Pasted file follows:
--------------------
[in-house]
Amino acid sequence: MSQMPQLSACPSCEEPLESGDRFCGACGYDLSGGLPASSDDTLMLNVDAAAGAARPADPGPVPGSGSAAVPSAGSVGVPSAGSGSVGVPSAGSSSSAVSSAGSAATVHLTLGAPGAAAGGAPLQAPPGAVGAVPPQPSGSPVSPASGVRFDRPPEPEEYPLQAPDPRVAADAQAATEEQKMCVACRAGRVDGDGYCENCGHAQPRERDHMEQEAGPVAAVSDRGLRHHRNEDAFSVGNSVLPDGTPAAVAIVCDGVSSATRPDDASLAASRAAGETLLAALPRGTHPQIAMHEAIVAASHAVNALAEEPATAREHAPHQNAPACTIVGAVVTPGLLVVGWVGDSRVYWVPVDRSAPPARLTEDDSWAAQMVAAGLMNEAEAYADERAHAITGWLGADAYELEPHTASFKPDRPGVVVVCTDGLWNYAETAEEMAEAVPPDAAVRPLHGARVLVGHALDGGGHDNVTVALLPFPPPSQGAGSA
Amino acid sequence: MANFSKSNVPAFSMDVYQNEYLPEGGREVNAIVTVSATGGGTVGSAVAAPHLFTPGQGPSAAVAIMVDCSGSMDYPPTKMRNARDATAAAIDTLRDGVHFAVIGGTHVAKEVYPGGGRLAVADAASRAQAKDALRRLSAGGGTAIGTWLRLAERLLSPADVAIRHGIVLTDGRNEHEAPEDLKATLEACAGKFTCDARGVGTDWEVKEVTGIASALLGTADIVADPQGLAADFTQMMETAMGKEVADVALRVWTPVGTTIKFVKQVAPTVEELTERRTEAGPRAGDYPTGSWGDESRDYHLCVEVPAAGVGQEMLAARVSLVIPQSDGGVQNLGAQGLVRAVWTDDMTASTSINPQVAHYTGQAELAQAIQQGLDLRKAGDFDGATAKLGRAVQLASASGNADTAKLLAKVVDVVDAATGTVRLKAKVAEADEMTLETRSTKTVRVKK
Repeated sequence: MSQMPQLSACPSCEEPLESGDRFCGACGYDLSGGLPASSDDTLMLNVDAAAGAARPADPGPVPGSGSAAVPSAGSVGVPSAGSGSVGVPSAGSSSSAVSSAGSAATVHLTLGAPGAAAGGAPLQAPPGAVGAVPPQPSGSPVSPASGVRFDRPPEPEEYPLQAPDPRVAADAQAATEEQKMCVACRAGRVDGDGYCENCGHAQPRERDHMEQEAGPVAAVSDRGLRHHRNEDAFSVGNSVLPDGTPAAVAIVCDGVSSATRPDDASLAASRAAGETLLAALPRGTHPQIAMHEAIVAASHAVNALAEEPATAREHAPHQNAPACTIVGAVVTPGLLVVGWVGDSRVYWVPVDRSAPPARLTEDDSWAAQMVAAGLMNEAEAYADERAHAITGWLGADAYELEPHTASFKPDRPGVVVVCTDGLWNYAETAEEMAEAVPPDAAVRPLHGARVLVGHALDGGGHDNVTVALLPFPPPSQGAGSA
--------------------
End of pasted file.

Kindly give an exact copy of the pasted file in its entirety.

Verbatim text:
[in-house]
Amino acid sequence: MSQMPQLSACPSCEEPLESGDRFCGACGYDLSGGLPASSDDTLMLNVDAAAGAARPADPGPVPGSGSAAVPSAGSVGVPSAGSGSVGVPSAGSSSSAVSSAGSAATVHLTLGAPGAAAGGAPLQAPPGAVGAVPPQPSGSPVSPASGVRFDRPPEPEEYPLQAPDPRVAADAQAATEEQKMCVACRAGRVDGDGYCENCGHAQPRERDHMEQEAGPVAAVSDRGLRHHRNEDAFSVGNSVLPDGTPAAVAIVCDGVSSATRPDDASLAASRAAGETLLAALPRGTHPQIAMHEAIVAASHAVNALAEEPATAREHAPHQNAPACTIVGAVVTPGLLVVGWVGDSRVYWVPVDRSAPPARLTEDDSWAAQMVAAGLMNEAEAYADERAHAITGWLGADAYELEPHTASFKPDRPGVVVVCTDGLWNYAETAEEMAEAVPPDAAVRPLHGARVLVGHALDGGGHDNVTVALLPFPPPSQGAGSA
Amino acid sequence: MANFSKSNVPAFSMDVYQNEYLPEGGREVNAIVTVSATGGGTVGSAVAAPHLFTPGQGPSAAVAIMVDCSGSMDYPPTKMRNARDATAAAIDTLRDGVHFAVIGGTHVAKEVYPGGGRLAVADAASRAQAKDALRRLSAGGGTAIGTWLRLAERLLSPADVAIRHGIVLTDGRNEHEAPEDLKATLEACAGKFTCDARGVGTDWEVKEVTGIASALLGTADIVADPQGLAADFTQMMETAMGKEVADVALRVWTPVGTTIKFVKQVAPTVEELTERRTEAGPRAGDYPTGSWGDESRDYHLCVEVPAAGVGQEMLAARVSLVIPQSDGGVQNLGAQGLVRAVWTDDMTASTSINPQVAHYTGQAELAQAIQQGLDLRKAGDFDGATAKLGRAVQLASASGNADTAKLLAKVVDVVDAATGTVRLKAKVAEADEMTLETRSTKTVRVKK
Repeated sequence: MSQMPQLSACPSCEEPLESGDRFCGACGYDLSGGLPASSDDTLMLNVDAAAGAARPADPGPVPGSGSAAVPSAGSVGVPSAGSGSVGVPSAGSSSSAVSSAGSAATVHLTLGAPGAAAGGAPLQAPPGAVGAVPPQPSGSPVSPASGVRFDRPPEPEEYPLQAPDPRVAADAQAATEEQKMCVACRAGRVDGDGYCENCGHAQPRERDHMEQEAGPVAAVSDRGLRHHRNEDAFSVGNSVLPDGTPAAVAIVCDGVSSATRPDDASLAASRAAGETLLAALPRGTHPQIAMHEAIVAASHAVNALAEEPATAREHAPHQNAPACTIVGAVVTPGLLVVGWVGDSRVYWVPVDRSAPPARLTEDDSWAAQMVAAGLMNEAEAYADERAHAITGWLGADAYELEPHTASFKPDRPGVVVVCTDGLWNYAETAEEMAEAVPPDAAVRPLHGARVLVGHALDGGGHDNVTVALLPFPPPSQGAGSA